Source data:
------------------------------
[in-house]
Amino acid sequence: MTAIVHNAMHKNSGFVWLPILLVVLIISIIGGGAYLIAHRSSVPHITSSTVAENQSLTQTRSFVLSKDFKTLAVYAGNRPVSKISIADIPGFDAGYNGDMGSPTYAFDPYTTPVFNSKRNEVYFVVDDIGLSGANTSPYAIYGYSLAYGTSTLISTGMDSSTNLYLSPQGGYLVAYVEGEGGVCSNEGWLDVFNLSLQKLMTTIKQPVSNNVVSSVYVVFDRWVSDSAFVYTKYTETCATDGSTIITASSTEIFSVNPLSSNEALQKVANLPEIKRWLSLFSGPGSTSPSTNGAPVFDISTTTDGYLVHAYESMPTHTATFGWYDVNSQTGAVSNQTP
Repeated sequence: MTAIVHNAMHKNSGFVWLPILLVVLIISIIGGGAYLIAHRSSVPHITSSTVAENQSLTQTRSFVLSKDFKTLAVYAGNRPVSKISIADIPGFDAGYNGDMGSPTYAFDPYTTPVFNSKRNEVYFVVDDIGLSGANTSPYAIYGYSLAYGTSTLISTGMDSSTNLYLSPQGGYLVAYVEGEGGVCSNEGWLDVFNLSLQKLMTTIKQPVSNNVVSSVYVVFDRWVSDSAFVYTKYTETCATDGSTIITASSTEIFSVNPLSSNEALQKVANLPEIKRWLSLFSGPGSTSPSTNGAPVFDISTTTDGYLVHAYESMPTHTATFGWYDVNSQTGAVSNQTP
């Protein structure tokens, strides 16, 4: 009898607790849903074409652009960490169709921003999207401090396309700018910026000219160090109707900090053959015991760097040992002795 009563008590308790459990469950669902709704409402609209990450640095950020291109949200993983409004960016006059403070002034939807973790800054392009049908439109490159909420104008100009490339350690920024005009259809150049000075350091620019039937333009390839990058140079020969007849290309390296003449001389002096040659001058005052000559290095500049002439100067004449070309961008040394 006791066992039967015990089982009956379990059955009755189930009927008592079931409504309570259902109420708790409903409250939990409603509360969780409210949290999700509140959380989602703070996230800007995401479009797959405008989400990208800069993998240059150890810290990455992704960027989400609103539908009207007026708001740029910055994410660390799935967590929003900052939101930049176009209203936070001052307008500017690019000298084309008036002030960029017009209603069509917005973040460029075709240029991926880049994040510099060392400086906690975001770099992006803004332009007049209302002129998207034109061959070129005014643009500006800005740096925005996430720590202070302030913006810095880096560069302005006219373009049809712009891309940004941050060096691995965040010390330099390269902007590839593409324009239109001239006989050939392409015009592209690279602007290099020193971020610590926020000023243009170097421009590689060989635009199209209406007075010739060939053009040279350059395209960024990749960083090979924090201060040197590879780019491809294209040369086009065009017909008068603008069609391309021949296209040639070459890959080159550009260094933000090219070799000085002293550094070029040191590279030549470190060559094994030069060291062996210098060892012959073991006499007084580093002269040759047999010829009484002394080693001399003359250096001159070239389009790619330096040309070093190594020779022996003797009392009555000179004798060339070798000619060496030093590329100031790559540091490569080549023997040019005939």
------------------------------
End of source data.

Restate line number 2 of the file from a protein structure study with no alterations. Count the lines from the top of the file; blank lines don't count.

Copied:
Amino acid sequence: MTAIVHNAMHKNSGFVWLPILLVVLIISIIGGGAYLIAHRSSVPHITSSTVAENQSLTQTRSFVLSKDFKTLAVYAGNRPVSKISIADIPGFDAGYNGDMGSPTYAFDPYTTPVFNSKRNEVYFVVDDIGLSGANTSPYAIYGYSLAYGTSTLISTGMDSSTNLYLSPQGGYLVAYVEGEGGVCSNEGWLDVFNLSLQKLMTTIKQPVSNNVVSSVYVVFDRWVSDSAFVYTKYTETCATDGSTIITASSTEIFSVNPLSSNEALQKVANLPEIKRWLSLFSGPGSTSPSTNGAPVFDISTTTDGYLVHAYESMPTHTATFGWYDVNSQTGAVSNQTP